Vivi is 15 years his junior. She is Danish and as a young woman was on her way to Australia from Bali to start a nursing job when she lost her game to Lynn. She was given an ultimatum: “Pay me or marry me.” The latter option was to prove a great choice.

The stunning snowy valley high pass on road across Ladakh. The mountains all around this region were a war zone when Pakistan and India fought the high altitude Kargil War in 1999.

We traveled in a hired 4WD with local driver and a guide from Mumbai as the 5th paying passenger – Sunny, who was returning to Leh to work in the coming tourist season – we were an excited, jovial team, delighted to be making this trip on the very-first day of the Srinagar Leh highway opening.

It was a journey of diverse beauty. A real mind blow. And thanks to Lynn and Vivi, we did it.

On the road as a traveler, life seems paved with luck.

kargil scenery srinagar leh highway
Lush valley scenery around Kargil, looking like northern Pakistan at about the halfway point on the Srinagar Leh Highway, as the start of the trip was thru Muslim-dominated lands.
kargil drass leh highway ladakh
TOP LEFT: Drass – looking like Tajikistan; TOP RIGHT: shepherds near Kargil; MIDDLE: Lynn about to throw a snowball at Wei (in Drass, 2nd coldest inhabited place in the world; well, not on this day. But I imagine the wind tunnel effect here in winter might be something else); BOTTOM: Leaving Kargil at beginning of day 2.
Srinagar Leh Highway ladakh valley scene
The high-altitude desert appears … complete with classic Tibetan villages amid fertile river valleys and stark arid peaks on the Srinagar Leh Highway in northern India.
buddha rock carving ladakh
That Tibetan feeling really begins … At Mulbekh, an ancient, 8-meter Buddhist rock carving and small monastery on route to Leh. The carving is over 2000 years old.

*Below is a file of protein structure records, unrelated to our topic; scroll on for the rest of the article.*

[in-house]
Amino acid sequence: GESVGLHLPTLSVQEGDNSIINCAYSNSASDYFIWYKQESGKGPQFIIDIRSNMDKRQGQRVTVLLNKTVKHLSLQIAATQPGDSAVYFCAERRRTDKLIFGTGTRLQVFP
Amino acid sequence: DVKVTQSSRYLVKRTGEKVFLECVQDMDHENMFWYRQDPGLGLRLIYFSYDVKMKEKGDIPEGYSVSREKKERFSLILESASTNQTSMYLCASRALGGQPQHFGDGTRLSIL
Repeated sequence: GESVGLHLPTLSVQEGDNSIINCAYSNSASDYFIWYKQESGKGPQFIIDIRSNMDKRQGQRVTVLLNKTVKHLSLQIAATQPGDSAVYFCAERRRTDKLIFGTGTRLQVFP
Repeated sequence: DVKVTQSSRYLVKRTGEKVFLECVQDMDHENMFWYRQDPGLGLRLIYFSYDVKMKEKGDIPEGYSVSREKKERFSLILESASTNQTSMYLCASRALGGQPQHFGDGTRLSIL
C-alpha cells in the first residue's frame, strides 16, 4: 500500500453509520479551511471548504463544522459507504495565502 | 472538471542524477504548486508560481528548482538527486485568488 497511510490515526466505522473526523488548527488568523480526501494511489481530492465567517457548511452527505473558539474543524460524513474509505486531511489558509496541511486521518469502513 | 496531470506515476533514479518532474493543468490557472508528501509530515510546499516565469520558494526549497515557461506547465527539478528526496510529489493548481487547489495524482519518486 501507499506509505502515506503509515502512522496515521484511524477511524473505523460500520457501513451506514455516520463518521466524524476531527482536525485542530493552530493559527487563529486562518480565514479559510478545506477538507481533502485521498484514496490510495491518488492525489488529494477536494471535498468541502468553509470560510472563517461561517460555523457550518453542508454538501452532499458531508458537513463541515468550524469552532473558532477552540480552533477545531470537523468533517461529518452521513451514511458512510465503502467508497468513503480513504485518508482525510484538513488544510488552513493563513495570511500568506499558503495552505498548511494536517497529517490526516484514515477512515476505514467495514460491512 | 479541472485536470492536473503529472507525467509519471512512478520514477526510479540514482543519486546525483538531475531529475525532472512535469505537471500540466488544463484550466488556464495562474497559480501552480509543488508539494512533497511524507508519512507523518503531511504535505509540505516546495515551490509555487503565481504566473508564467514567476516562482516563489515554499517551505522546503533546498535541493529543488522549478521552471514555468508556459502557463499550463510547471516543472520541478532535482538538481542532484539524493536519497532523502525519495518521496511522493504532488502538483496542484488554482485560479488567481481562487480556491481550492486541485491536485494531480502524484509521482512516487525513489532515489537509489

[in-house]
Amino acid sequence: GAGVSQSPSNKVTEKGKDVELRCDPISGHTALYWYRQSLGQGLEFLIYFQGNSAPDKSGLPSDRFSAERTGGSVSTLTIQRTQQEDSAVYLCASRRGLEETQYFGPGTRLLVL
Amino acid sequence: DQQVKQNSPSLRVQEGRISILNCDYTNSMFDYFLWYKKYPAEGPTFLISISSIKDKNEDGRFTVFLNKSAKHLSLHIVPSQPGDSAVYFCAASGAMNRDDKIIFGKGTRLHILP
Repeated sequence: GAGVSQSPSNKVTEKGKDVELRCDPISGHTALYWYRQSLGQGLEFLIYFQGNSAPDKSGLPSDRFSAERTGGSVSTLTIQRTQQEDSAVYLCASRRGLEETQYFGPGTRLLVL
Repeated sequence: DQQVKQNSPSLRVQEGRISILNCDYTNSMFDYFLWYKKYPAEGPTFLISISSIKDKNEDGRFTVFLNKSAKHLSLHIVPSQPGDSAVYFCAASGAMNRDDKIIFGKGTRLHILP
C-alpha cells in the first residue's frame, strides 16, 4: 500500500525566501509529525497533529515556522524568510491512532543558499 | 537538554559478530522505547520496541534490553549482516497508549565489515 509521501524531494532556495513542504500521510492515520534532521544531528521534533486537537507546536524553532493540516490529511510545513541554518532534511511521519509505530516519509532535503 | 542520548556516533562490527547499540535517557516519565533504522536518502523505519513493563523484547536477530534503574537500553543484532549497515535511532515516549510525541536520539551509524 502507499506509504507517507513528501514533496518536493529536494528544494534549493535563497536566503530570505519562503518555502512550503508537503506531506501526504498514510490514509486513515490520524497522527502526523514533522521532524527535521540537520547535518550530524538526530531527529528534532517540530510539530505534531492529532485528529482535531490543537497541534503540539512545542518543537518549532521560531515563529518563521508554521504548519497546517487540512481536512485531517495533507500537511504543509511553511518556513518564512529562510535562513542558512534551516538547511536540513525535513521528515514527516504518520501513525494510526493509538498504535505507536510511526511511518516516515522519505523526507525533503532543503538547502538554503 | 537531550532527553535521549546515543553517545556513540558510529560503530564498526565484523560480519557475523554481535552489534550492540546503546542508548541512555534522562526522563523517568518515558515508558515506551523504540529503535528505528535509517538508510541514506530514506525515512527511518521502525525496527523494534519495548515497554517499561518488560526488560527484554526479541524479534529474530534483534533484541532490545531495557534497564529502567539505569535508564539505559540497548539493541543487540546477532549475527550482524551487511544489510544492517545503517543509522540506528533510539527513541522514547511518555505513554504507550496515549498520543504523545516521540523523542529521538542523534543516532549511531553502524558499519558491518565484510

tibetan temple interior scenes
Friendly monk at the Chamba Gompa (monastery) at Mulbekh. RIGHT: pilgrim prays in the courtyard of the above monastery.

Srinagar Leh Highway  – TRAVEL ADVICE

The road is only open a few months a year. Beginning around late May or early June and closed by September. Winter is not the time to visit Ladakh unless you’re ice trekking, and then you will need to fly into Leh.

While shared jeeps – and occasional mini-buses – do this route they do it across a single 15+ hour day. This is unadvisable, since you really need to acclimatise slowly to higher altitude to avoid suffering AMS. So best to break the journey halfway, and stay overnight in Kargil.

Secondly, hiring a jeep with 4 or 5 travelers is roughly the same price as the public fare (after bargaining, around $40 each) but with a more comfortable vehicle and the freedom to include sightseeing and photo stops.

Like you need to be told but … take warm clothes. While it’s surprisingly warm/even hot during Summer; nights get chilly, and rain and wind will change the game.

READ part #2: Crossing Ladakh – “Little Tibet” on Srinagar to Leh Road #2